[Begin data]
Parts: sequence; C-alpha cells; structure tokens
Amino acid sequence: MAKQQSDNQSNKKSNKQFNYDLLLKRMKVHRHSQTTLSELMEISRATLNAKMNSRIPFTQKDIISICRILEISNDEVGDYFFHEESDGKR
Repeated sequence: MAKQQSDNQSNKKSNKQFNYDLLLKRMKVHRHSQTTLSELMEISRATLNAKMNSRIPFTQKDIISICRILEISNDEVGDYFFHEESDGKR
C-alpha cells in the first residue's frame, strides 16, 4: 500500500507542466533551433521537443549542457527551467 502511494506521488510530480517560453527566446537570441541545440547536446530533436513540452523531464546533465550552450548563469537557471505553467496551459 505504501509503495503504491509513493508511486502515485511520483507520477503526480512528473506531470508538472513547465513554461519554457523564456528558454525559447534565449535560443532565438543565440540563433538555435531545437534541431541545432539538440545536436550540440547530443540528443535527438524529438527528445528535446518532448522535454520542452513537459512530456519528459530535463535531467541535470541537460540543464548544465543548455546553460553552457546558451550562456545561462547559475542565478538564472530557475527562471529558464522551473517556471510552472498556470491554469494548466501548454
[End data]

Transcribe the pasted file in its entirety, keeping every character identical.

Parts: sequence; C-alpha cells; structure tokens
Amino acid sequence: MAKQQSDNQSNKKSNKQFNYDLLLKRMKVHRHSQTTLSELMEISRATLNAKMNSRIPFTQKDIISICRILEISNDEVGDYFFHEESDGKR
Repeated sequence: MAKQQSDNQSNKKSNKQFNYDLLLKRMKVHRHSQTTLSELMEISRATLNAKMNSRIPFTQKDIISICRILEISNDEVGDYFFHEESDGKR
C-alpha cells in the first residue's frame, strides 16, 4: 500500500507542466533551433521537443549542457527551467 502511494506521488510530480517560453527566446537570441541545440547536446530533436513540452523531464546533465550552450548563469537557471505553467496551459 505504501509503495503504491509513493508511486502515485511520483507520477503526480512528473506531470508538472513547465513554461519554457523564456528558454525559447534565449535560443532565438543565440540563433538555435531545437534541431541545432539538440545536436550540440547530443540528443535527438524529438527528445528535446518532448522535454520542452513537459512530456519528459530535463535531467541535470541537460540543464548544465543548455546553460553552457546558451550562456545561462547559475542565478538564472530557475527562471529558464522551473517556471510552472498556470491554469494548466501548454